PRS Plek'd?

Discussion in 'General Discussion' started by Uuno, Jul 1, 2020 at 2:28 AM.

  1. Uuno

    Uuno New Member

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    Are PRS SE models Plek'd? Are any of the PRS guitars Plek'd? What is the final set up process? Thanks.
     
  2. AP515

    AP515 Mostly Normal

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    No, No, and we could tell you but then we'd have to kill you.


    Seriously now, the final set up is done at the factory. All SE's are inspected at Maryland for quality assurance and then shipped. If they need a set up I'd guess they get a tweak from the folks there.
     
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  3. HANGAR18

    HANGAR18 What Would Evel Knievel Do?

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    As I understand it, there are some workflow differences between the SE series guitars and the core line guitars. But PRS doesn't use a Plek machine on any of their model lines the way Gibson or Heritage would in the building of a Les Paul style guitar. To explain this in my own way of saying it, PRS builds the neck first and then attaches it to the guitar where Gibson or Heritage would build the guitar first (with neck attached) and then install the frets. PRS uses a method to level the frets before the neck is attached to the guitar body which is really fantastic. But on a Les Paul guitar (or any guitar which is already built), the only cost & time effective way to level the frets is to use a PLEK machine.

    In my experience of having many guitars connected to a PLEK PRO machine to undergo a laser scan to determine if a Plek job is needed or not, I had the following results:
    * Brand new PRS core model guitars: NO The fret work from the factory was outstanding and there would have been no benefit gained from a Plek job.
    * Used PRS guitars with a lot of fret wear: YES A Plek job was essential
    * Gibson or Heritage Les Paul style guitars: YES They MUST be Plek'd at the time of manufacture in order to get a perfect fret dressing in a time & cost effective manner. If one of these didn't get a Plek job at the factory, it needs one.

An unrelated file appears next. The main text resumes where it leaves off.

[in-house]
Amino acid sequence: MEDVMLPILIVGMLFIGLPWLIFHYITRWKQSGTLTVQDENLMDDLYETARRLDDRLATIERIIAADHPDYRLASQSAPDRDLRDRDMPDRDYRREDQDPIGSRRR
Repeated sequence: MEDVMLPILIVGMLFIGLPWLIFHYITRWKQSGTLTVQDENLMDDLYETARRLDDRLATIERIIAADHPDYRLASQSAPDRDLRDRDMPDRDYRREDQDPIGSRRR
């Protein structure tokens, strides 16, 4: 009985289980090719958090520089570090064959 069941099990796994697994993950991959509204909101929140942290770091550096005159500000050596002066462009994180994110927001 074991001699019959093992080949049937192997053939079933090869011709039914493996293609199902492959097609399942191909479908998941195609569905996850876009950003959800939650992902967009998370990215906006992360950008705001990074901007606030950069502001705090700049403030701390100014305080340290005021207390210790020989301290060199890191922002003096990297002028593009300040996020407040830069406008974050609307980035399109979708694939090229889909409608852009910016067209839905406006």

I think this would be a good time to take a swing at that one PRS dealer out there that that Pleks every brand new PRS guitar they get and then flaunts that fact in every one of their online ads. Not only do I think that practice is stupid, it offends me as I know how good of a job the people on Kent island do at dressing the frets before they send out a brand new PRS guitar into the world. Guess which dealer I would never buy a brand new PRS guitar from for that very reason.
     
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  4. AaeCee

    AaeCee New Member

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    PRS don need no steenkin Plek!
     
  5. Tahlee

    Tahlee Tollywood Rhode Island

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    It’s all marketing, Hangar 18.

    We can assume that dealer owns a Plek machine, so it costs them nothing to put a guitar on it. Some guitars they sell may need it. Others certainly don’t.

    It’s just something for them to put in their ad that may impress certain buyers. I’m sure it’s not an attack on the fine workmanship of the people at PRS.
     
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  6. Warmart

    Warmart Fani PRSi

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    And that dealer put my CU24 on before I picked it up - after I said it was ok to just run a report but make no changes. It didn't need a thing of course.
     
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  7. Sonic Blue 55

    Sonic Blue 55 New Member

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    I returned a guitar for some finish work and a new pick guard. Without telling me,the guitar was PLEKed. It was a crown and polish that rendered the frets so low it was unplayable.

    The company refretted the guitar for free.

    No PLEKing for me ever again
     
    #7 Sonic Blue 55, Jul 2, 2020 at 2:37 PM
    Last edited: Jul 2, 2020 at 6:27 PM
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  8. Warmart

    Warmart Fani PRSi

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    Yes, PLEK's require skill - it's most definitely a nice machine, when properly used. When it's not, bad bad things happen.
     
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  9. Sonic Blue 55

    Sonic Blue 55 New Member

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    I had seen the PLEK in action. It was part of the new sales pitch. I knew what it was probably going to do, and that’s why I didn’t want it. My fears were proven correct. If you like lower frets, it’s not a problem.
     
  10. merciful-evans

    merciful-evans Portsmouth uk

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    I invested in fret leveling tools a couple of years back. I have fully leveled, crowned and polished two guitars complete. I have a third one in work now that requires only partial leveling.

    Any guitar no matter how well finished and set up originally can fail a fret level check. Most don't require any work at all as the small height variations are tolerable. If you set up for optimal low action, you are more likely to want leveling though.

    I find PRS fretwork pretty good, but with some frets uncrowned.
     
    bodia likes this.

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